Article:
41. 41. Smith IM, Koegel RL, Koegel LK, Openden DA, Fossum KL, Bryson SE. Effectiveness of a Novel Community-Based Early Intervention Model for Children With Autistic Spectrum Disorder. Ajidd-American Journal on Intellectual and Developmental Disabilities. 2010;115(6):504–23. WOS:000284440000007.
  42. 42. Smith T, Groen AD, Wynn JW. Randomized trial of intensive early intervention for children with pervasive developmental disorder.[Erratum appears in Am J Ment Retard 2001 May;106(3):208], [Erratum appears in Am J Ment Retard 2000 Nov;105(6):508]. American Journal of Mental Retardation. 2000;105(4):269–85. pmid:10934569.
  43. 43. Taylor JL, Warren ZE. Maternal depressive symptoms following autism spectrum diagnosis. Journal of Autism & Developmental Disorders. 2012;42(7):1411–8. pmid:21965086.
  44. 44. Tonge B, Brereton A, Kiomall M, Mackinnon A, R N.J.. A randomised group comparison controlled trial of 'preschoolers with autism': A parent education and skills training intervention for young children with autistic disorder. Autism. 2014;18(2):166–77. pmid:22987897
  45. 45. Werner E, Dawson G, Munson J, Osterling J. Variation in early developmental course in autism and its relation with behavioral outcome at 3–4 years of age. Journal of Autism & Developmental Disorders. 2005;35(3):337–50. pmid:16119475.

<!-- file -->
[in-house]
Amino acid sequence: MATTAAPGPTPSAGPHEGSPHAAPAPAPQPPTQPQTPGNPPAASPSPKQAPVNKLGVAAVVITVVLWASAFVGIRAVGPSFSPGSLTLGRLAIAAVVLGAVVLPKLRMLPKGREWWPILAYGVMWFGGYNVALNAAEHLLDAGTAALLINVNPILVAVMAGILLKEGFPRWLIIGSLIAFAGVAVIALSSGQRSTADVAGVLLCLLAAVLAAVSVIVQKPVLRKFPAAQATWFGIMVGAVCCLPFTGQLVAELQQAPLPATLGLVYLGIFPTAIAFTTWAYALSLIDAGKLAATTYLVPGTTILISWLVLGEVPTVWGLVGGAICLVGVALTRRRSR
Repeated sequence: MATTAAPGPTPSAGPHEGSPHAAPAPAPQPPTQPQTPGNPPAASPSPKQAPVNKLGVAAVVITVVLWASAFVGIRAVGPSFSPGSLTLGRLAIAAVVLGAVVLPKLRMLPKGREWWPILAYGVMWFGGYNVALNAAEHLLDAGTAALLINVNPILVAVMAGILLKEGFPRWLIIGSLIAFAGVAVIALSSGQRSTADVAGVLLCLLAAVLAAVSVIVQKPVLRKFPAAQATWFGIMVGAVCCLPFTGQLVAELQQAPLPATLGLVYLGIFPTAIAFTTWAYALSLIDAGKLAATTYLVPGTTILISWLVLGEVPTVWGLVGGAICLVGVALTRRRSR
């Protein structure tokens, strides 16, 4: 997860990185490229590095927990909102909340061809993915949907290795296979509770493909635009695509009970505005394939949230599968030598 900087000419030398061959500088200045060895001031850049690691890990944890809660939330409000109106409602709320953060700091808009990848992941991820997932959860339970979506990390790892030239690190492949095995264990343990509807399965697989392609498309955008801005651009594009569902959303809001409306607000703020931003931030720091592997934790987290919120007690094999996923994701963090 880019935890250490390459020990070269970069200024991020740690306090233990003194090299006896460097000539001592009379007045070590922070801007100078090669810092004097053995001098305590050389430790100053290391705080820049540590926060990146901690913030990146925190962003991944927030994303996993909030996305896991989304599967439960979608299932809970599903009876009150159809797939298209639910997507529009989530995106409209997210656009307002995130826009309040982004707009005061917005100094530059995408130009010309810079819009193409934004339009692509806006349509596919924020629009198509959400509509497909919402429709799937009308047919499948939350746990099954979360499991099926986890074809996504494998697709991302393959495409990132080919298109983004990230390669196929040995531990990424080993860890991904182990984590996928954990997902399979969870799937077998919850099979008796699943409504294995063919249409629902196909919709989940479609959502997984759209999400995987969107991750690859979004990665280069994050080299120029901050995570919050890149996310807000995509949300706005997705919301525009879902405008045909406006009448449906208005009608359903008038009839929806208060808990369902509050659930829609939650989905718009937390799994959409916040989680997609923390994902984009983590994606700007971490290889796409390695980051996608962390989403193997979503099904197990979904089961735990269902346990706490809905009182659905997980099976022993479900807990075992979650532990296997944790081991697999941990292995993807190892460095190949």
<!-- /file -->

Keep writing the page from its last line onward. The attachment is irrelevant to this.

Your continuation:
46. 46. Rojahn J, Rowe E, Sharber A, Hastings R, Matson J, Didden R, et al. The Behavior Problems Inventory-Short Form for individuals with intellectual disabilities: Part I: development and provisional clinical reference data. Journal of Intellectual Disability Research. 2012;56(5):527–45. pmid:22151184
  47. 47. Gwet K. Handbook of inter-rater reliability Advanced Analytics. LLC, Gaithersburg, MD. 2010.
  48. 48. Yoder PJ, Bottema-Beutel K, Woynaroski T, Chandrasekhar R, Sandbank M. Social communication intervention effects vary by dependent variable type in preschoolers with autism spectrum disorders. Evidence-based communication assessment and intervention. 2013;7(4):150–74. pmid:25346776